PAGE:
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Coming Down to the Wire

Big Break: MesquiteWhen Hiroshi Matsuo drove away in the car that he won on Tuesdays Big Break: Mesquite, Gerry James could only wave goodbye after being eliminated from the series.
After a grand effort to stave off elimination by posting an episode high 16 points, James fell short of Matsuo's series total of 99 points and was forced to face Brian Kontak and Josh Warthen in the Elimination Challenge that led to his demise.
I have to give Gerry a shout out and say well done, Warthen said in a blog. This guy doesn't play nearly as many tournaments as most of us on the show and he hung in there. He hit some clutch shots and made it through some tough elimination.
Matsuo, meanwhile, added seven points to win the 2008 Chrysler Sebring. The Jupiter, Fla. resident led the standings in each of the series' first ten episodes.
In the remaining two episodes points will not longer be awarded as the final three contestants start each show all-square. The winner of Big Break: Mesquite will earn an exemption to play in the 2008 Mayakoba Golf Classic on the PGA TOUR.
Big Break: Mesquite implemented a scoring system to give the series a tournament feel. Shows will consist of challenges that allow the players to earn points that will be used to determine which players make or fail to make the cut. The cut line varies from episode to episode and is based on the players cumulative points for the series. The cut will be announced at the start of each show and will be applied directly after that episodes final Points Challenge. Players who make the cut advance directly to the next episode. Players who fail to make the cut will go to the Elimination Challenge. The competitor with the worst performance in a shows Elimination Challenge will be eliminated from Big Break: Mesquite.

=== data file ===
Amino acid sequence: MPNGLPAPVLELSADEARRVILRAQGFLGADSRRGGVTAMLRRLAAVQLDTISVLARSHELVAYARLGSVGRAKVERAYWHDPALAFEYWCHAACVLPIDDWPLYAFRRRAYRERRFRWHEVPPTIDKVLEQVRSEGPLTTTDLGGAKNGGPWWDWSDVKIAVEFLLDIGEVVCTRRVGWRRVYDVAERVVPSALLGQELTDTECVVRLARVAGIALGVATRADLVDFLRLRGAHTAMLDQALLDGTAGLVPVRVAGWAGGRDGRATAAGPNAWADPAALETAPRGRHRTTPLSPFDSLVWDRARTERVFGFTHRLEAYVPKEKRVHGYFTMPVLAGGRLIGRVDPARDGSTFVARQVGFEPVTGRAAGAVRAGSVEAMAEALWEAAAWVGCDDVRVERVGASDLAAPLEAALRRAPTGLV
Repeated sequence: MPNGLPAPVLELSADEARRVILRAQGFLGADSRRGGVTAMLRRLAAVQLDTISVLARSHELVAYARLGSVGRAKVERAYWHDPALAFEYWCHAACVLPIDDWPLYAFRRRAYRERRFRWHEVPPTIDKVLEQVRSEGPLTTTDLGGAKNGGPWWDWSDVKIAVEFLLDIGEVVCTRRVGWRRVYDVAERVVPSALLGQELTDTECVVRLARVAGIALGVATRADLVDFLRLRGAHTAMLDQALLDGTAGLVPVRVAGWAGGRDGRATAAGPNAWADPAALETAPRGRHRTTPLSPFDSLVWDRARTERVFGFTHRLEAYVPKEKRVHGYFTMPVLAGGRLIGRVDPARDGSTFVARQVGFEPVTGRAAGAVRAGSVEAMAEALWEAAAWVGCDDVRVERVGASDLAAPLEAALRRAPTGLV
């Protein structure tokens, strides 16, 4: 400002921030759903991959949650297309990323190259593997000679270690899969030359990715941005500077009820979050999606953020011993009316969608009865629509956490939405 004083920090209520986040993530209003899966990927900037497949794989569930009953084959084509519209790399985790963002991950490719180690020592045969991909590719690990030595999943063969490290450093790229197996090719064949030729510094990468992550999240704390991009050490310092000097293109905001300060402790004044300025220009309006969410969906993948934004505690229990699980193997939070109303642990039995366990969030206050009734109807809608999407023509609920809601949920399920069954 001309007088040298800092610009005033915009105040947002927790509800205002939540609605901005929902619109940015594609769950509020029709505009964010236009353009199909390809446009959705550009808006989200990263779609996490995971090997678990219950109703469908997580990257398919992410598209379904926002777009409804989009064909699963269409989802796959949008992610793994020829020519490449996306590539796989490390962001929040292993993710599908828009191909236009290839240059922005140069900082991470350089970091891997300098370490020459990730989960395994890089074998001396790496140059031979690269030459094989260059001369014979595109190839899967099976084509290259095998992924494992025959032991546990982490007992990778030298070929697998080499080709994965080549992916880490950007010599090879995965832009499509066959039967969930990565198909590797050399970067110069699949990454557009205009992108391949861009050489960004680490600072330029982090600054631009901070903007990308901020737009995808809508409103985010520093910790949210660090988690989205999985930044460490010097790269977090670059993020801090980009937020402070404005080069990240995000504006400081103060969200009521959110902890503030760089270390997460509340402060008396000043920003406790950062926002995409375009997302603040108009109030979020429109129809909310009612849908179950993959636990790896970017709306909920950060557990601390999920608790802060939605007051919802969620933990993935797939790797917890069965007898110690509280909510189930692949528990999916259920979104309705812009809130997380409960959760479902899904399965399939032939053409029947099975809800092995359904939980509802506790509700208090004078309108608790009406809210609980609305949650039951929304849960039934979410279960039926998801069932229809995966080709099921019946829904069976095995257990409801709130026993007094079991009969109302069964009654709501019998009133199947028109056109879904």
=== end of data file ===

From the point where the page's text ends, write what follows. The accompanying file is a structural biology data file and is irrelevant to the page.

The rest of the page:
James originally was considered a long shot in the series due to a perceived stereotypical lack of touch in the short game. After all, anyone who is 65 and has twice won the senior division of the RE/MAX World Long Drive Championship couldnt be taken as a series threat.
Right? Wrong.
James prided himself on possessing the total game when it comes to golf, something to which PGA TOUR star Vijay Singh can attest. One of the top players in the world, Singh is an admirer of James work ethic and the two play golf together when they are at home in Ponte Vedra Beach, Fla. In addition, former PGA TOUR Commissioner Deane Beaman recommended James to the GOLF CHANNEL for Big Break: Mesquite.
James power and size comes from a previous career in body building. As a teenager, he saw a picture of Arnold Schwarzenegger and said to himself, I want to look like that.
After moving from Michigan to Los Angeles, he worked as a door man and worked out with the giants of the body building world at Muscle Beach. Before James knew it he was benching more than 500 pounds. During the time he was pumping iron he also moonlighted as a professional wrestler. In his first televised match he took on Macho Man Randy Savage and later competed against the likes of Andre the Giant.
Working odd jobs, such as a bouncer in a night club and a truck driver, he paid both the bills and the toll it took on his body to succeed in body building. His work paid off in 1990 when he won the Mr. California body building title. At the time James earned the title, he weighed 263 pounds and sported a modest three percent body fat. Shortly after winning the Mr. California title, James grew weary of all the protein powder, supplements and steroids it took to get to the top of his profession.
Too many steroids, James said. It was starting to put my health at risk.
The gentle giant stopped the steroids and turned to God and golf to take his life in a different direction, something that the other Big Breakers came to respect.
They also came to respect his game. And while it wasnt enough to win the Big Break Mesquite, James gave them something more than just his drives to marvel about.
Related Links:
  • Full Coverage - Big Break: Mesquite